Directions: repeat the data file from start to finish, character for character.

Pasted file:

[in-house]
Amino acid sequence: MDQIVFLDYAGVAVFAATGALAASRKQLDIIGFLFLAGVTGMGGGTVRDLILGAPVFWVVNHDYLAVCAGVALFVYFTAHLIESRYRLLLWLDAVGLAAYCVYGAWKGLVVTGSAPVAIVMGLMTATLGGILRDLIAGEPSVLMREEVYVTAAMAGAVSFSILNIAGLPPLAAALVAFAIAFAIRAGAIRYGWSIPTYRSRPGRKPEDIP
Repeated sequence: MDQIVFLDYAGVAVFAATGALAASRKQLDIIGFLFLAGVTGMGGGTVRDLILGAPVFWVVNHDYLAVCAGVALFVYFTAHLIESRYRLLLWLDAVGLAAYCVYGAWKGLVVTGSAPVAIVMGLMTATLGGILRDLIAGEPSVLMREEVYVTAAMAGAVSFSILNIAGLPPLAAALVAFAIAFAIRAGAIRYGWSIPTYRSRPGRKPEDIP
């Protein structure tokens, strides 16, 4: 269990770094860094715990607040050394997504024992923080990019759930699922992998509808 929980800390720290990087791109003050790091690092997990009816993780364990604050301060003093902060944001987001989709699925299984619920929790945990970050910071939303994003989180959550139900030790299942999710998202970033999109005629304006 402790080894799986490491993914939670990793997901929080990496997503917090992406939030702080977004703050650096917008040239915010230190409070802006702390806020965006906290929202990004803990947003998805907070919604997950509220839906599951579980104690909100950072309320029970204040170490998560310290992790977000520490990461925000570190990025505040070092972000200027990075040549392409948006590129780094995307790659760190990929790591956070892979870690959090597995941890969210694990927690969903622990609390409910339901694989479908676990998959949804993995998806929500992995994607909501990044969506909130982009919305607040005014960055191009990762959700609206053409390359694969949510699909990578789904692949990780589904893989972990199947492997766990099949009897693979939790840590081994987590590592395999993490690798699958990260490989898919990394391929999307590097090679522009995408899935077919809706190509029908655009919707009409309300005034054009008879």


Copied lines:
[in-house]
Amino acid sequence: MDQIVFLDYAGVAVFAATGALAASRKQLDIIGFLFLAGVTGMGGGTVRDLILGAPVFWVVNHDYLAVCAGVALFVYFTAHLIESRYRLLLWLDAVGLAAYCVYGAWKGLVVTGSAPVAIVMGLMTATLGGILRDLIAGEPSVLMREEVYVTAAMAGAVSFSILNIAGLPPLAAALVAFAIAFAIRAGAIRYGWSIPTYRSRPGRKPEDIP
Repeated sequence: MDQIVFLDYAGVAVFAATGALAASRKQLDIIGFLFLAGVTGMGGGTVRDLILGAPVFWVVNHDYLAVCAGVALFVYFTAHLIESRYRLLLWLDAVGLAAYCVYGAWKGLVVTGSAPVAIVMGLMTATLGGILRDLIAGEPSVLMREEVYVTAAMAGAVSFSILNIAGLPPLAAALVAFAIAFAIRAGAIRYGWSIPTYRSRPGRKPEDIP
């Protein structure tokens, strides 16, 4: 269990770094860094715990607040050394997504024992923080990019759930699922992998509808 929980800390720290990087791109003050790091690092997990009816993780364990604050301060003093902060944001987001989709699925299984619920929790945990970050910071939303994003989180959550139900030790299942999710998202970033999109005629304006 402790080894799986490491993914939670990793997901929080990496997503917090992406939030702080977004703050650096917008040239915010230190409070802006702390806020965006906290929202990004803990947003998805907070919604997950509220839906599951579980104690909100950072309320029970204040170490998560310290992790977000520490990461925000570190990025505040070092972000200027990075040549392409948006590129780094995307790659760190990929790591956070892979870690959090597995941890969210694990927690969903622990609390409910339901694989479908676990998959949804993995998806929500992995994607909501990044969506909130982009919305607040005014960055191009990762959700609206053409390359694969949510699909990578789904692949990780589904893989972990199947492997766990099949009897693979939790840590081994987590590592395999993490690798699958990260490989898919990394391929999307590097090679522009995408899935077919809706190509029908655009919707009409309300005034054009008879």